In Egypt, a national action plan on child labour was launched by the Ministry of Manpower in 2018. Seventeen national partners support this national plan, and there is commitment from the government, local authorities, and the private sector to reduce and eventually eliminate the worst forms of child labour.

With the right priorities and the right mix of policies, including effective law-enforcement, access to education and social protection, the promotion of decent work for adults and youth, and social dialogue between the government and workers’ and employers’ organisations, the middle ground can be reached and child labour be eliminated.

How about families that depend on children’s work for an income? How can you convince them not to send their children out to work?

We understand that child labour is a complex problem that cannot be eradicated by the stroke of a pen. As a result, the ILO provides technical assistance to its member states to support them in the implementation of the child labour conventions.We also need to convince families that their children should not work and that alternatives such as machines can be found. We need to think about the future of children: they must go to school, they must be able to play, and they must be allowed to live their childhood.

In the past the ILO has had reservations about Egyptian laws governing the freedom of association. Has this changed today?

Since the discussion of new amendments to the trade unions law, we have continued the discussion with the authorities and launched a Better Work programme just before the coronavirus crisis under the auspices of the prime minister. We are now working with different partners in the ministries of manpower and international cooperation, and the unions to see how we can support the process.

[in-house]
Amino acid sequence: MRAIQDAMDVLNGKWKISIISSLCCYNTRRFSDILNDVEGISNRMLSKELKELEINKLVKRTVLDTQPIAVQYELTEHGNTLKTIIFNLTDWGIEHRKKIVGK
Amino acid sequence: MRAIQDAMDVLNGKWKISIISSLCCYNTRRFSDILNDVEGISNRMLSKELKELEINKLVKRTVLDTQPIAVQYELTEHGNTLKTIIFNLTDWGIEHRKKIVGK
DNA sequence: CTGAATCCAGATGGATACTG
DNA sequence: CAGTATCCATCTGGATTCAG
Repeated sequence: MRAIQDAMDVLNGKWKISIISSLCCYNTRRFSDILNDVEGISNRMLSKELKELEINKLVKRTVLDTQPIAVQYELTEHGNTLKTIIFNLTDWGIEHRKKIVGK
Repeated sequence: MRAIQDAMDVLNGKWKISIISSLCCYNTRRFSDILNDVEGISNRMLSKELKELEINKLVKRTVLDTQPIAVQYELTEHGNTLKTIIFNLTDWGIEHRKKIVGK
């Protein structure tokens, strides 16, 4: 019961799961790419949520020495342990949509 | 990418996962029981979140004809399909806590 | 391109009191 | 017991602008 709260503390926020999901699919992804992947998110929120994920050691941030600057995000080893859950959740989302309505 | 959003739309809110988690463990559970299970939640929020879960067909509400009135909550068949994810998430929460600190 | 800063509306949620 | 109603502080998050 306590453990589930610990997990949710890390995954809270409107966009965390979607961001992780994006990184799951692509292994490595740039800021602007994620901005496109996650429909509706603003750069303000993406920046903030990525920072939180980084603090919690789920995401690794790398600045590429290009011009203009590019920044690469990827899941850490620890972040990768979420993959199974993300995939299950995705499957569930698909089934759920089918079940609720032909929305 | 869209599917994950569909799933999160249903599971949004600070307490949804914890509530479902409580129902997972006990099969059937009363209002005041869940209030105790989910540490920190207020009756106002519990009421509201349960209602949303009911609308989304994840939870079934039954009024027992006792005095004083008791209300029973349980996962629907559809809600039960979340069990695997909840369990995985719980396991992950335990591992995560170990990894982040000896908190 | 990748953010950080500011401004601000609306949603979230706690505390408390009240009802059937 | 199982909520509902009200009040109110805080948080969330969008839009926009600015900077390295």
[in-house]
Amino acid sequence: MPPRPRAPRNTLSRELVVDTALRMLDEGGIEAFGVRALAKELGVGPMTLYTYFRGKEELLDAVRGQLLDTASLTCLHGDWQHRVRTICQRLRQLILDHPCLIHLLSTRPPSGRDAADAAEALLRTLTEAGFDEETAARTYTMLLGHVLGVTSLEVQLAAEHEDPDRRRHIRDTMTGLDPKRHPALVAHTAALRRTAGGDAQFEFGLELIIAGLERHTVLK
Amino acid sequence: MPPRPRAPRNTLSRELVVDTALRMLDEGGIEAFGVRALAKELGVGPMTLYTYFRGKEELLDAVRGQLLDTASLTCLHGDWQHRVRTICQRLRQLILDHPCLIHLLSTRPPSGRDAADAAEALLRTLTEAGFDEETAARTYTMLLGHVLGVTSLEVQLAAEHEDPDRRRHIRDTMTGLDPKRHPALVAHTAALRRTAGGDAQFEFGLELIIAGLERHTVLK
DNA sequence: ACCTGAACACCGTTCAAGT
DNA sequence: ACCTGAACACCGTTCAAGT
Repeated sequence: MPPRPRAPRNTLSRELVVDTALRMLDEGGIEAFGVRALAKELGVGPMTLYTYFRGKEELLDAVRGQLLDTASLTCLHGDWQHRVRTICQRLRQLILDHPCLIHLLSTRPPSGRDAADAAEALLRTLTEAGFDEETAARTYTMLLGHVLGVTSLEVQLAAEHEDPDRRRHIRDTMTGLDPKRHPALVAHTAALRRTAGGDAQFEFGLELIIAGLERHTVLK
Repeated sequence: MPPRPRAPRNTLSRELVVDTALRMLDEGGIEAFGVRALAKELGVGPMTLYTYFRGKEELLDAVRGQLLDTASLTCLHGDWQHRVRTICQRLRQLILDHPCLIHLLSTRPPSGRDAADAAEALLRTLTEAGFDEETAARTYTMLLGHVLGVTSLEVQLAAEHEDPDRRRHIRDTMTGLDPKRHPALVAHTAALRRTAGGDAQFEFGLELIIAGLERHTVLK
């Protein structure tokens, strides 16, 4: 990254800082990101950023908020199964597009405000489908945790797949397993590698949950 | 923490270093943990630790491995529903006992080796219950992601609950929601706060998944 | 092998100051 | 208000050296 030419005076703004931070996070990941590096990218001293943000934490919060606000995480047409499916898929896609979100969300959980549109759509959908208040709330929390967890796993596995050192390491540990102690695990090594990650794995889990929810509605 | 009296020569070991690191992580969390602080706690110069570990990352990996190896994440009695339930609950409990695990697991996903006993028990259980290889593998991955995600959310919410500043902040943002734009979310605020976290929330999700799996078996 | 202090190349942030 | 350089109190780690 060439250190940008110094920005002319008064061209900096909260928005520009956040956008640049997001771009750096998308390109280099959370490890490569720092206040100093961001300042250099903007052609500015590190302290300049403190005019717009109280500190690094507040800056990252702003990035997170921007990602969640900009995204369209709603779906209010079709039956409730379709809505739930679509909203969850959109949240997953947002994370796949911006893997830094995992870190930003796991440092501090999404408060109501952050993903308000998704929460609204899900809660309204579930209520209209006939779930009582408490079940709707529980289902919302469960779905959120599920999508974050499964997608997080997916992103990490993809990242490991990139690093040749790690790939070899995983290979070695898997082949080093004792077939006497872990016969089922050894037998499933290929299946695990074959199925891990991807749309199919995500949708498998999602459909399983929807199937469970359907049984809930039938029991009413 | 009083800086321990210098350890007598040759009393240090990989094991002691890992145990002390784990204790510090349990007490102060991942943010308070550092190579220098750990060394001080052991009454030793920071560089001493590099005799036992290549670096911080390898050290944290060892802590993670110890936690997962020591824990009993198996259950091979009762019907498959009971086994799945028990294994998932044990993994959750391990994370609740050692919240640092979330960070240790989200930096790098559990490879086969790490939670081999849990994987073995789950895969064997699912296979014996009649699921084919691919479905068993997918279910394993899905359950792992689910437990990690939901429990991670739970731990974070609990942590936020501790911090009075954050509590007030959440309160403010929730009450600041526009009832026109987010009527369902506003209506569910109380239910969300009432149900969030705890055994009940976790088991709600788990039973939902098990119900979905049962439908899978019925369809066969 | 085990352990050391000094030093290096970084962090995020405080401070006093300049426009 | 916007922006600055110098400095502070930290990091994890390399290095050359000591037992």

We encourage a tripartite dialogue between companies, employees, and the government. Social dialogue is the key to the social development of the country. It exists at the national level to discuss the minimum wage, for instance, and it takes place at the sectoral, the local, and the workplace level. It is important that dialogue exists at the company level to ensure better working conditions and productivity. Social dialogue should be a win-win approach for both businesses and workers.

Will such efforts remove Egypt from the ILO’s blacklist of states violating the rights and freedoms of workers?

There is no “blacklist” at the ILO. There is a list of individual cases, which includes all kind of countries, and these are discussed every year at the International Labour Conference. However, this year the conference did not meet because of the coronavirus crisis, and no list was discussed.

The list is prepared and discussed every year by the ILO, which considers the efforts of each member state in the implementation of international labour standards.

*A version of this article appears in print in the 3 September, 2020 edition ofAl-Ahram Weekly